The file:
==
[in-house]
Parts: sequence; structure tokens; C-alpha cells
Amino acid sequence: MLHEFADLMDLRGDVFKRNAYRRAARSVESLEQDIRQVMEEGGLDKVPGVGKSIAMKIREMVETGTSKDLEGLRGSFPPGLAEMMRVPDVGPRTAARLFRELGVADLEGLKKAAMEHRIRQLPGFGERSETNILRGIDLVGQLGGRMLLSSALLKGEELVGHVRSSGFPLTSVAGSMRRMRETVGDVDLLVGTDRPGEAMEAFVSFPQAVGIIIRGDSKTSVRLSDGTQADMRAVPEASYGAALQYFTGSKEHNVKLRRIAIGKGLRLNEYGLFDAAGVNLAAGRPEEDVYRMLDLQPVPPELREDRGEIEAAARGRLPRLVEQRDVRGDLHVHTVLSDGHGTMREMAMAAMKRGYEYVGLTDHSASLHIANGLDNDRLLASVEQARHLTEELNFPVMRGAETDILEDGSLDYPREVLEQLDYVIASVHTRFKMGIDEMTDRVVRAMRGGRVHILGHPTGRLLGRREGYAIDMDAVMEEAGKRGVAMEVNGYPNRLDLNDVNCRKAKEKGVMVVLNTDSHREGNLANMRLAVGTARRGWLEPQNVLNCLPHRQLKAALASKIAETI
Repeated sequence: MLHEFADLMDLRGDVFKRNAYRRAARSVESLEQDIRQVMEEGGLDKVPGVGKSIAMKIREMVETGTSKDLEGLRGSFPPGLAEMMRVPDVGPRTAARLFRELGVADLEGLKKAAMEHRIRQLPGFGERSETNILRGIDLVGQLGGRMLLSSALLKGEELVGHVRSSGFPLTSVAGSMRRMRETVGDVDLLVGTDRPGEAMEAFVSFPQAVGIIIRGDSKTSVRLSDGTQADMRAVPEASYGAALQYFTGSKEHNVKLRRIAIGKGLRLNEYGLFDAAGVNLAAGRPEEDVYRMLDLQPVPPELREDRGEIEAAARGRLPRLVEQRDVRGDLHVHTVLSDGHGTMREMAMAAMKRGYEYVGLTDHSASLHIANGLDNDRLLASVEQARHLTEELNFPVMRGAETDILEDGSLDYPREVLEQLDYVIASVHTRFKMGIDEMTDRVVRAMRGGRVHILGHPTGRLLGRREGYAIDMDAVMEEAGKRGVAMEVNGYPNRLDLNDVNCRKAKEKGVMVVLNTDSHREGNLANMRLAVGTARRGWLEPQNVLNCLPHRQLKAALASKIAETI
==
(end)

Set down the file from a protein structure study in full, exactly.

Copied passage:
[in-house]
Parts: sequence; structure tokens; C-alpha cells
Amino acid sequence: MLHEFADLMDLRGDVFKRNAYRRAARSVESLEQDIRQVMEEGGLDKVPGVGKSIAMKIREMVETGTSKDLEGLRGSFPPGLAEMMRVPDVGPRTAARLFRELGVADLEGLKKAAMEHRIRQLPGFGERSETNILRGIDLVGQLGGRMLLSSALLKGEELVGHVRSSGFPLTSVAGSMRRMRETVGDVDLLVGTDRPGEAMEAFVSFPQAVGIIIRGDSKTSVRLSDGTQADMRAVPEASYGAALQYFTGSKEHNVKLRRIAIGKGLRLNEYGLFDAAGVNLAAGRPEEDVYRMLDLQPVPPELREDRGEIEAAARGRLPRLVEQRDVRGDLHVHTVLSDGHGTMREMAMAAMKRGYEYVGLTDHSASLHIANGLDNDRLLASVEQARHLTEELNFPVMRGAETDILEDGSLDYPREVLEQLDYVIASVHTRFKMGIDEMTDRVVRAMRGGRVHILGHPTGRLLGRREGYAIDMDAVMEEAGKRGVAMEVNGYPNRLDLNDVNCRKAKEKGVMVVLNTDSHREGNLANMRLAVGTARRGWLEPQNVLNCLPHRQLKAALASKIAETI
Repeated sequence: MLHEFADLMDLRGDVFKRNAYRRAARSVESLEQDIRQVMEEGGLDKVPGVGKSIAMKIREMVETGTSKDLEGLRGSFPPGLAEMMRVPDVGPRTAARLFRELGVADLEGLKKAAMEHRIRQLPGFGERSETNILRGIDLVGQLGGRMLLSSALLKGEELVGHVRSSGFPLTSVAGSMRRMRETVGDVDLLVGTDRPGEAMEAFVSFPQAVGIIIRGDSKTSVRLSDGTQADMRAVPEASYGAALQYFTGSKEHNVKLRRIAIGKGLRLNEYGLFDAAGVNLAAGRPEEDVYRMLDLQPVPPELREDRGEIEAAARGRLPRLVEQRDVRGDLHVHTVLSDGHGTMREMAMAAMKRGYEYVGLTDHSASLHIANGLDNDRLLASVEQARHLTEELNFPVMRGAETDILEDGSLDYPREVLEQLDYVIASVHTRFKMGIDEMTDRVVRAMRGGRVHILGHPTGRLLGRREGYAIDMDAVMEEAGKRGVAMEVNGYPNRLDLNDVNCRKAKEKGVMVVLNTDSHREGNLANMRLAVGTARRGWLEPQNVLNCLPHRQLKAALASKIAETI